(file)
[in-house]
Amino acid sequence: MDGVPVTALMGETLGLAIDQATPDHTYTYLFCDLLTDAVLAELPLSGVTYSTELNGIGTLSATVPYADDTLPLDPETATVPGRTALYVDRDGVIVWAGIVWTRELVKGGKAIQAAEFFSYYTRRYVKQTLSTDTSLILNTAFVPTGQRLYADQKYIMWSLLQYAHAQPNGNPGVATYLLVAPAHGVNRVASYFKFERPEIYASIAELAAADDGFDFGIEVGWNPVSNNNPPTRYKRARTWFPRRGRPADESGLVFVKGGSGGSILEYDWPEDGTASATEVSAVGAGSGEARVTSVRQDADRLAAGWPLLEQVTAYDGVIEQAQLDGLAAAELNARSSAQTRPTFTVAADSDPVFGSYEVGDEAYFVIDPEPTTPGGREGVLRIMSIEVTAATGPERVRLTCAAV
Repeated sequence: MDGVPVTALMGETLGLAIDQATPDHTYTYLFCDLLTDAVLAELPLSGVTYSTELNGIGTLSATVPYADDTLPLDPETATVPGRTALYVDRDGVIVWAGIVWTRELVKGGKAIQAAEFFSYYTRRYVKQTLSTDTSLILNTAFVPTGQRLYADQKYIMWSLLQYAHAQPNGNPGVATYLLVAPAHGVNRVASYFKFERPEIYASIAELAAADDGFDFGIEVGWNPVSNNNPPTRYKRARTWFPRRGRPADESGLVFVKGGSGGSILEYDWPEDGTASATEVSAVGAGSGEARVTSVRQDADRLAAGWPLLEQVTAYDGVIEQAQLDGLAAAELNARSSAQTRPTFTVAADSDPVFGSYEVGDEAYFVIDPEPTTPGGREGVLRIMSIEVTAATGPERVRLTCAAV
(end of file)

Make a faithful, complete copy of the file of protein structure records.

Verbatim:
[in-house]
Amino acid sequence: MDGVPVTALMGETLGLAIDQATPDHTYTYLFCDLLTDAVLAELPLSGVTYSTELNGIGTLSATVPYADDTLPLDPETATVPGRTALYVDRDGVIVWAGIVWTRELVKGGKAIQAAEFFSYYTRRYVKQTLSTDTSLILNTAFVPTGQRLYADQKYIMWSLLQYAHAQPNGNPGVATYLLVAPAHGVNRVASYFKFERPEIYASIAELAAADDGFDFGIEVGWNPVSNNNPPTRYKRARTWFPRRGRPADESGLVFVKGGSGGSILEYDWPEDGTASATEVSAVGAGSGEARVTSVRQDADRLAAGWPLLEQVTAYDGVIEQAQLDGLAAAELNARSSAQTRPTFTVAADSDPVFGSYEVGDEAYFVIDPEPTTPGGREGVLRIMSIEVTAATGPERVRLTCAAV
Repeated sequence: MDGVPVTALMGETLGLAIDQATPDHTYTYLFCDLLTDAVLAELPLSGVTYSTELNGIGTLSATVPYADDTLPLDPETATVPGRTALYVDRDGVIVWAGIVWTRELVKGGKAIQAAEFFSYYTRRYVKQTLSTDTSLILNTAFVPTGQRLYADQKYIMWSLLQYAHAQPNGNPGVATYLLVAPAHGVNRVASYFKFERPEIYASIAELAAADDGFDFGIEVGWNPVSNNNPPTRYKRARTWFPRRGRPADESGLVFVKGGSGGSILEYDWPEDGTASATEVSAVGAGSGEARVTSVRQDADRLAAGWPLLEQVTAYDGVIEQAQLDGLAAAELNARSSAQTRPTFTVAADSDPVFGSYEVGDEAYFVIDPEPTTPGGREGVLRIMSIEVTAATGPERVRLTCAAV